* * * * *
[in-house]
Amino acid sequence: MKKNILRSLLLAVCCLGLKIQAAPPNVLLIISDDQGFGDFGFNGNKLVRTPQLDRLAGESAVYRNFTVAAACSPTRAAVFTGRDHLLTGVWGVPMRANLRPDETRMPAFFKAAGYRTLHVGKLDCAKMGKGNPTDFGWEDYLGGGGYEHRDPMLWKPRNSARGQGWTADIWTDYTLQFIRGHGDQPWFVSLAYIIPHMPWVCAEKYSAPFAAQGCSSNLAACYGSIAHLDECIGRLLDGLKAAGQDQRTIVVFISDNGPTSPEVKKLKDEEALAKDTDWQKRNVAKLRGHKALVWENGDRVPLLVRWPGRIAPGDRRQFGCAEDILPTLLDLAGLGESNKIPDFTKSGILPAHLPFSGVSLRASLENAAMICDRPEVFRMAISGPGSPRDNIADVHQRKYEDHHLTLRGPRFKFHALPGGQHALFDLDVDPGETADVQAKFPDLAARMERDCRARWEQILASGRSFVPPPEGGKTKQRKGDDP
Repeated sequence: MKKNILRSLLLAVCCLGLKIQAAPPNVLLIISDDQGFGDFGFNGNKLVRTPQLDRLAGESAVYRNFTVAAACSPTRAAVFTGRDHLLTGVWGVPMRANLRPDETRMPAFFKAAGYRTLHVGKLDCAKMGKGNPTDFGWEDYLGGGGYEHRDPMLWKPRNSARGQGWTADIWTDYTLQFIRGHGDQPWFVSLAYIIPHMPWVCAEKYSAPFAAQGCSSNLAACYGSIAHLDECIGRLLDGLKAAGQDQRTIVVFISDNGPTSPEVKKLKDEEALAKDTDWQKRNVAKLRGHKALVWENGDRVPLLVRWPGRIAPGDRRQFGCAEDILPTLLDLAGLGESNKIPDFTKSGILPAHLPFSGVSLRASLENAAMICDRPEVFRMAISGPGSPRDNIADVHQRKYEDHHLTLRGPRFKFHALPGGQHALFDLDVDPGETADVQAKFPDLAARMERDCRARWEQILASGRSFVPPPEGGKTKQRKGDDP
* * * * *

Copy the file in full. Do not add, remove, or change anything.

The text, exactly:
[in-house]
Amino acid sequence: MKKNILRSLLLAVCCLGLKIQAAPPNVLLIISDDQGFGDFGFNGNKLVRTPQLDRLAGESAVYRNFTVAAACSPTRAAVFTGRDHLLTGVWGVPMRANLRPDETRMPAFFKAAGYRTLHVGKLDCAKMGKGNPTDFGWEDYLGGGGYEHRDPMLWKPRNSARGQGWTADIWTDYTLQFIRGHGDQPWFVSLAYIIPHMPWVCAEKYSAPFAAQGCSSNLAACYGSIAHLDECIGRLLDGLKAAGQDQRTIVVFISDNGPTSPEVKKLKDEEALAKDTDWQKRNVAKLRGHKALVWENGDRVPLLVRWPGRIAPGDRRQFGCAEDILPTLLDLAGLGESNKIPDFTKSGILPAHLPFSGVSLRASLENAAMICDRPEVFRMAISGPGSPRDNIADVHQRKYEDHHLTLRGPRFKFHALPGGQHALFDLDVDPGETADVQAKFPDLAARMERDCRARWEQILASGRSFVPPPEGGKTKQRKGDDP
Repeated sequence: MKKNILRSLLLAVCCLGLKIQAAPPNVLLIISDDQGFGDFGFNGNKLVRTPQLDRLAGESAVYRNFTVAAACSPTRAAVFTGRDHLLTGVWGVPMRANLRPDETRMPAFFKAAGYRTLHVGKLDCAKMGKGNPTDFGWEDYLGGGGYEHRDPMLWKPRNSARGQGWTADIWTDYTLQFIRGHGDQPWFVSLAYIIPHMPWVCAEKYSAPFAAQGCSSNLAACYGSIAHLDECIGRLLDGLKAAGQDQRTIVVFISDNGPTSPEVKKLKDEEALAKDTDWQKRNVAKLRGHKALVWENGDRVPLLVRWPGRIAPGDRRQFGCAEDILPTLLDLAGLGESNKIPDFTKSGILPAHLPFSGVSLRASLENAAMICDRPEVFRMAISGPGSPRDNIADVHQRKYEDHHLTLRGPRFKFHALPGGQHALFDLDVDPGETADVQAKFPDLAARMERDCRARWEQILASGRSFVPPPEGGKTKQRKGDDP